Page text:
Taiwan President Tsai Ing-wen posed with her cats while campaigning for the presidency in 2016. Taiwan became Asia's first country to ban the human consumption of dog and cat meat on Tuesday, part of a sweeping animal protection law. Photo courtesy of Wikipedia
April 12 (UPI) -- Taiwan is Asia's first country to pass a law outlawing the human consumption of dog and cat meat.
An amendment to an animal protection law, passed Tuesday by the Legislative Yuan, indicates a changing attitude in Taiwan from "a society in which dog meat was regularly consumed, to one in which many people treat pet cats and dogs as valued members of their families," the state-run Central News Agency reported.
More and more, dogs and cats are seen as pets; Taiwan President Tsai Ing-wen frequently posed with her two cats during her 2016 presidential campaign, and she has adopted three dogs since her election.
Dog meat is consumed in many parts of Asia as a delicacy. Cat meat is less frequently eaten, and some municipal ordinances in Taiwan outlaw their consumption. Passage of the landmark law Tuesday was the first national legislation against the practice.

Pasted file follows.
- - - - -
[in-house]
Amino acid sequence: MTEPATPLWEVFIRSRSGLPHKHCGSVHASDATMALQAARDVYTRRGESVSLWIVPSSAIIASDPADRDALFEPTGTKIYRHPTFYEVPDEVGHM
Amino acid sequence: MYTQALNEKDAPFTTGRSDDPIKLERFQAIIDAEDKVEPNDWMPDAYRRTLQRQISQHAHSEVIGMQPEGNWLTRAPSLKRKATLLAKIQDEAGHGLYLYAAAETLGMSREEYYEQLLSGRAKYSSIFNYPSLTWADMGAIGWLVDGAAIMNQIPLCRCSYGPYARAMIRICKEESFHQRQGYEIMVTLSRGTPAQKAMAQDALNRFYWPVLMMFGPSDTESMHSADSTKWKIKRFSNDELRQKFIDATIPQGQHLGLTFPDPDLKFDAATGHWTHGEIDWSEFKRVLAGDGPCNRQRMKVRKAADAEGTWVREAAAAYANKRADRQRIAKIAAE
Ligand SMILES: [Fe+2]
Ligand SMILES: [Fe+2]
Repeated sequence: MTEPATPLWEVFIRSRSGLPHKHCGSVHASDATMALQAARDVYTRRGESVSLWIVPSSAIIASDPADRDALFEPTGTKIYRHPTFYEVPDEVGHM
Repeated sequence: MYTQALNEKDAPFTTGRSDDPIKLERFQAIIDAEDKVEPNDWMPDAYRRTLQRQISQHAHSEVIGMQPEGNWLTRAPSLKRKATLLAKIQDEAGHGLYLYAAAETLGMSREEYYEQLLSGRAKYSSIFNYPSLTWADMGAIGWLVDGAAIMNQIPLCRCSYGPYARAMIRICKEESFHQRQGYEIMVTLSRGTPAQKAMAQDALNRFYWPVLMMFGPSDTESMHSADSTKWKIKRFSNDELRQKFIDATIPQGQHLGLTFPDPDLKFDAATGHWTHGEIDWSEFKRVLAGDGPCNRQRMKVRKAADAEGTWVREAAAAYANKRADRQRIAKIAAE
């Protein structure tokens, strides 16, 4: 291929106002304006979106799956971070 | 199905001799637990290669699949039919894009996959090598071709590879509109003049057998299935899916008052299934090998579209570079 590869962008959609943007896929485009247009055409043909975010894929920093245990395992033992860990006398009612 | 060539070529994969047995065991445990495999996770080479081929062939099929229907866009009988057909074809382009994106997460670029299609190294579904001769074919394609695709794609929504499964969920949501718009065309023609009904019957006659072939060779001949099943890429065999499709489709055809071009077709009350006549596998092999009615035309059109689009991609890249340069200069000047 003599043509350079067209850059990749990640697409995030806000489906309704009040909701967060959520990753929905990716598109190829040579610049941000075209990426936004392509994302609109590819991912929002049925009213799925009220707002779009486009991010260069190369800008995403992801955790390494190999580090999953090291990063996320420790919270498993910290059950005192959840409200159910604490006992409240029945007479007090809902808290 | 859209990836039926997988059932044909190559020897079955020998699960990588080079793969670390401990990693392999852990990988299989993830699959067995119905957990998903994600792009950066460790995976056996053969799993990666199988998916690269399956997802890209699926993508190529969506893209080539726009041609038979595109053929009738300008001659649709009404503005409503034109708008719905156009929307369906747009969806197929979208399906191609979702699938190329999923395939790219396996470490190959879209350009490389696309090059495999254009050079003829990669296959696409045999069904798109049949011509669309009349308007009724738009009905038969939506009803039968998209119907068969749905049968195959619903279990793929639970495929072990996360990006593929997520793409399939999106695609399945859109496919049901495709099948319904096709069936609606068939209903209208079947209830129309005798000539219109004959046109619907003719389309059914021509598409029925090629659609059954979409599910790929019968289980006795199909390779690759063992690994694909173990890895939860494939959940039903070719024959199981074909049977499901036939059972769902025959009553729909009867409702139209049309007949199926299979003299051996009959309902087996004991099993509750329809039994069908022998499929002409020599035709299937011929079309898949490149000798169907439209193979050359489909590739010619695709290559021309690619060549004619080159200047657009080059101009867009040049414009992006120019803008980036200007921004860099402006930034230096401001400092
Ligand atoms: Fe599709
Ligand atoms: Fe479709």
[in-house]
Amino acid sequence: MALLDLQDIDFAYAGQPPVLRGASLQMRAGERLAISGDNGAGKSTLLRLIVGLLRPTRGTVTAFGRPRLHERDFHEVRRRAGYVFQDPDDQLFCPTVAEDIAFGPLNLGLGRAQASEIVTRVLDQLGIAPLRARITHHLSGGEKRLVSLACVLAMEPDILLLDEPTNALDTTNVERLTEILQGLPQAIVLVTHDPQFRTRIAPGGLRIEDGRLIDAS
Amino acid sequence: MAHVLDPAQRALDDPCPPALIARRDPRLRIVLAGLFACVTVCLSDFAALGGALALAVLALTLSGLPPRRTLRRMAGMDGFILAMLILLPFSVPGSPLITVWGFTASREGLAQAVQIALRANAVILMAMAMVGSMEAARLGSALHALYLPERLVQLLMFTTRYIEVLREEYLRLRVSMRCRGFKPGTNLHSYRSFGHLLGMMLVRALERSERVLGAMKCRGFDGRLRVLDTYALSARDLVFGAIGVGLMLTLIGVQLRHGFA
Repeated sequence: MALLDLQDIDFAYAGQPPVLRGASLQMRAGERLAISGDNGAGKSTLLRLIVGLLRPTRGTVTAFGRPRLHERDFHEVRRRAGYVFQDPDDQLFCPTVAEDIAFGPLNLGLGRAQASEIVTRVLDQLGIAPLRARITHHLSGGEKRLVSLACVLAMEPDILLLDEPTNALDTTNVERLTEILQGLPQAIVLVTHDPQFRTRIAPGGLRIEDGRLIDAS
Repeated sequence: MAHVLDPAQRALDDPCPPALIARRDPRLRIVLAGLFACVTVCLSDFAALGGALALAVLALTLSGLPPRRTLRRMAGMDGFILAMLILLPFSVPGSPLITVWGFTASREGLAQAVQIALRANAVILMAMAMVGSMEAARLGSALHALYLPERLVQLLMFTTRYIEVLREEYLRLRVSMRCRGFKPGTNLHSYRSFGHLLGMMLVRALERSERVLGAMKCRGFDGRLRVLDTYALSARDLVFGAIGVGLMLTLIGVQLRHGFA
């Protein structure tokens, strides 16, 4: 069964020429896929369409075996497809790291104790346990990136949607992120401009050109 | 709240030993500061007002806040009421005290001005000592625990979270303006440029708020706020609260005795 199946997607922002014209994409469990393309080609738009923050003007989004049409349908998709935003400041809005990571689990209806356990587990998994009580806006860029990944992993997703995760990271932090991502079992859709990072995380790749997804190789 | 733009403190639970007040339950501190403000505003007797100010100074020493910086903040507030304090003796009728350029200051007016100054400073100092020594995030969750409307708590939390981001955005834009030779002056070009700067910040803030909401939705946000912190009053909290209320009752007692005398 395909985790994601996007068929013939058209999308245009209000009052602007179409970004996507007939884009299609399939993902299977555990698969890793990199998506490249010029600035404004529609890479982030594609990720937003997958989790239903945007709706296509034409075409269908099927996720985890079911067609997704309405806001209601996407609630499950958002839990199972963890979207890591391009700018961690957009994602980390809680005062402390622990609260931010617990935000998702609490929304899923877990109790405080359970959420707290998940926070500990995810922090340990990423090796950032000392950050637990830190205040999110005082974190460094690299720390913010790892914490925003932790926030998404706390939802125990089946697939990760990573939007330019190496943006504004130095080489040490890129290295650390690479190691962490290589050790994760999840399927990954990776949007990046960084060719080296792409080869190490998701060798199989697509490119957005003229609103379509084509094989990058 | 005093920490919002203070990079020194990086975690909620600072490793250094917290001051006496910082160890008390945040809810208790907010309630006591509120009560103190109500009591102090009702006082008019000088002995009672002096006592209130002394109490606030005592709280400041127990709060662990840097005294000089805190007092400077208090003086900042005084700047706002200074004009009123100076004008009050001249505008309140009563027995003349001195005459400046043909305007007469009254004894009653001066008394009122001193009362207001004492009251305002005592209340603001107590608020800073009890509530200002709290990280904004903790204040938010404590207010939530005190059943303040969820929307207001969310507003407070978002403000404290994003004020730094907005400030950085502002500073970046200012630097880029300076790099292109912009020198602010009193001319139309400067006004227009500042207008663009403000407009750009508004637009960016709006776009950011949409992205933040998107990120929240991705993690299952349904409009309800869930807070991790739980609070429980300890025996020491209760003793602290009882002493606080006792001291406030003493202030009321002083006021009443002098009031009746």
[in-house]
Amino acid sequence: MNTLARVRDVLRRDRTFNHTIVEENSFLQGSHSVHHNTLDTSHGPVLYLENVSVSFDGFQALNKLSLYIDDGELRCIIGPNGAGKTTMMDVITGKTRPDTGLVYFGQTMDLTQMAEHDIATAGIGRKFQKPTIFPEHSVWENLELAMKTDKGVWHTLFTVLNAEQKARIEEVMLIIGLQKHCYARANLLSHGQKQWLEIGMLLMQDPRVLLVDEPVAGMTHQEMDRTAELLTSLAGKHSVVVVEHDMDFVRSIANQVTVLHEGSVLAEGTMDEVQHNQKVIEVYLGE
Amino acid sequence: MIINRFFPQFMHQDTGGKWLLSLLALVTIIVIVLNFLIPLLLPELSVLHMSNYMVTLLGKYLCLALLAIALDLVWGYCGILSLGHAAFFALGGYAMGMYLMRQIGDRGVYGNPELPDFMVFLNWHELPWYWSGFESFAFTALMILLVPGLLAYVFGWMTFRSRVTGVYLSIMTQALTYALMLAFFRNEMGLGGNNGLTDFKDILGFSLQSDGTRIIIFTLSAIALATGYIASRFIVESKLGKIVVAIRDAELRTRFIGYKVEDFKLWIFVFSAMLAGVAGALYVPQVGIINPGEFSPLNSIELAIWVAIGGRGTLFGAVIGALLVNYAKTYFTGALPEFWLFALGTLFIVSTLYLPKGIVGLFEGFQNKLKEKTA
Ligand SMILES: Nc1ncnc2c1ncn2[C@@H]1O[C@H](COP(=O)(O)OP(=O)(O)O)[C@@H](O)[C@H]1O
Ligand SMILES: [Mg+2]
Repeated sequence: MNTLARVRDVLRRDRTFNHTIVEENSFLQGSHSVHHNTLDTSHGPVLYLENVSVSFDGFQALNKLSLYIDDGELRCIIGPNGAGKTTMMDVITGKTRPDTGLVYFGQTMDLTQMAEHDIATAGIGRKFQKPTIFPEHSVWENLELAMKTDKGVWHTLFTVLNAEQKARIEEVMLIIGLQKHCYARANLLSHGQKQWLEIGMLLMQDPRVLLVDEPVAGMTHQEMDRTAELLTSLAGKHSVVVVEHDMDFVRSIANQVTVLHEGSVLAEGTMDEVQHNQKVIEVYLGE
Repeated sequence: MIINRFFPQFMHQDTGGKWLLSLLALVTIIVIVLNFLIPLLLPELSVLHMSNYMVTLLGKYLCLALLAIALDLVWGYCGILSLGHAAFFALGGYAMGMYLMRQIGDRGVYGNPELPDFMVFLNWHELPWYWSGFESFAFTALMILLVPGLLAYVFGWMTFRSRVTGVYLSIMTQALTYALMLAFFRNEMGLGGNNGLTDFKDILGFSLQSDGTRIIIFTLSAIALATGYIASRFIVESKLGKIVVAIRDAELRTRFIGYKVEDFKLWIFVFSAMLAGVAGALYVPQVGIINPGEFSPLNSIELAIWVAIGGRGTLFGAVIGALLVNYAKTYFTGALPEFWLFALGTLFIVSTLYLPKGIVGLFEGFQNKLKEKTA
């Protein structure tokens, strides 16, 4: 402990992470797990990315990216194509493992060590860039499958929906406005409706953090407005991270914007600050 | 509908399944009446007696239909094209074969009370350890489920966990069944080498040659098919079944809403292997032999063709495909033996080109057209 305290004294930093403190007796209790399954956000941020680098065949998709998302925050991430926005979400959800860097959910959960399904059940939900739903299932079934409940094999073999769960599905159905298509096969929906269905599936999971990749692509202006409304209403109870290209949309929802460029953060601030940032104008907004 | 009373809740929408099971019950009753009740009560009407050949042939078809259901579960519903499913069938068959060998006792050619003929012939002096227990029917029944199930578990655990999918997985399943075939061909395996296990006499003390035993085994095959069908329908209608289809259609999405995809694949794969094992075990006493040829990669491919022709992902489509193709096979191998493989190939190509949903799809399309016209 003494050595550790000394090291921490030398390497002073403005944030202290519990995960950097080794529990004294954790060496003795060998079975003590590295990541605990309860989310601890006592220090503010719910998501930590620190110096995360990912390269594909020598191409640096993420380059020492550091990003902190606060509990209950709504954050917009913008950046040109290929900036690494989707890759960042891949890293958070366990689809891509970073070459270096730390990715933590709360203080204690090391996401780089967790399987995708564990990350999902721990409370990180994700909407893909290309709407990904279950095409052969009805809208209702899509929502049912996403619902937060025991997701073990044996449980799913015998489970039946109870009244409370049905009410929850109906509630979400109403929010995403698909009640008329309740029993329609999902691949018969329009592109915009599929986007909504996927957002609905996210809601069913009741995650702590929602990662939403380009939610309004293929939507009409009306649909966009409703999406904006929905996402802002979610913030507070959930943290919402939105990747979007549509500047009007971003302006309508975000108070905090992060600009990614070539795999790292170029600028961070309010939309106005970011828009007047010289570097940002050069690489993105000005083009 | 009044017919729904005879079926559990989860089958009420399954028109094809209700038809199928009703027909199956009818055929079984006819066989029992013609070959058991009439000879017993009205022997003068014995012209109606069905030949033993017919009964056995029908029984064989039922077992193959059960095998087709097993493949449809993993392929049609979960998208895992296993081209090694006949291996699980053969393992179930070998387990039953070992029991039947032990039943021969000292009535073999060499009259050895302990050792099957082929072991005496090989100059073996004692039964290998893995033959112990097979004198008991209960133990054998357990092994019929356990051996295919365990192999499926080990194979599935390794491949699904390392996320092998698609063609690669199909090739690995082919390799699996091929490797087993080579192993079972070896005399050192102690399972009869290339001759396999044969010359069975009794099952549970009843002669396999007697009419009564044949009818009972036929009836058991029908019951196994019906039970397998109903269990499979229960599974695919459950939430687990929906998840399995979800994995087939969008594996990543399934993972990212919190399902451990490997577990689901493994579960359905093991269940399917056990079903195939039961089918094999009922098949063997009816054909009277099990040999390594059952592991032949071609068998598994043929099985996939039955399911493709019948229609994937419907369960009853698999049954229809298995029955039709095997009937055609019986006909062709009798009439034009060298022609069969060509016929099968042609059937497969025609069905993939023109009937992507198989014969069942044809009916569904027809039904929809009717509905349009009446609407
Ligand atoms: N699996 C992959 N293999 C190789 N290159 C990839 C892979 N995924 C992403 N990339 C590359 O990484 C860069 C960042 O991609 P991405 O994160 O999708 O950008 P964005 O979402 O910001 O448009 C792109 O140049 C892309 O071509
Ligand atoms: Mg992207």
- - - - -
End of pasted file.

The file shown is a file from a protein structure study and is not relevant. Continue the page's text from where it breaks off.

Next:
Recent cases of animal abuse reported in Taiwan also spurred calls for reform in animal protection laws.
"Taiwan's progressive ban is part of a growing trend across Asia to end the brutal dog meat trade...Taiwan also sends a strong signal to countries such as China and South Korea ,where the dog meat trade remains," commented Wendy Higgins of the animal protection organization Humane Society International.
The law also includes penalties for animal torture, including the walking of an animal on a leash while traveling on a motor scooter or similar vehicle. Those eating dog or cat meat in Taiwan can now be fined up to $8,200, and those convicted of intentionally harming or torturing animals can face two years in jail and a $65,000 fine.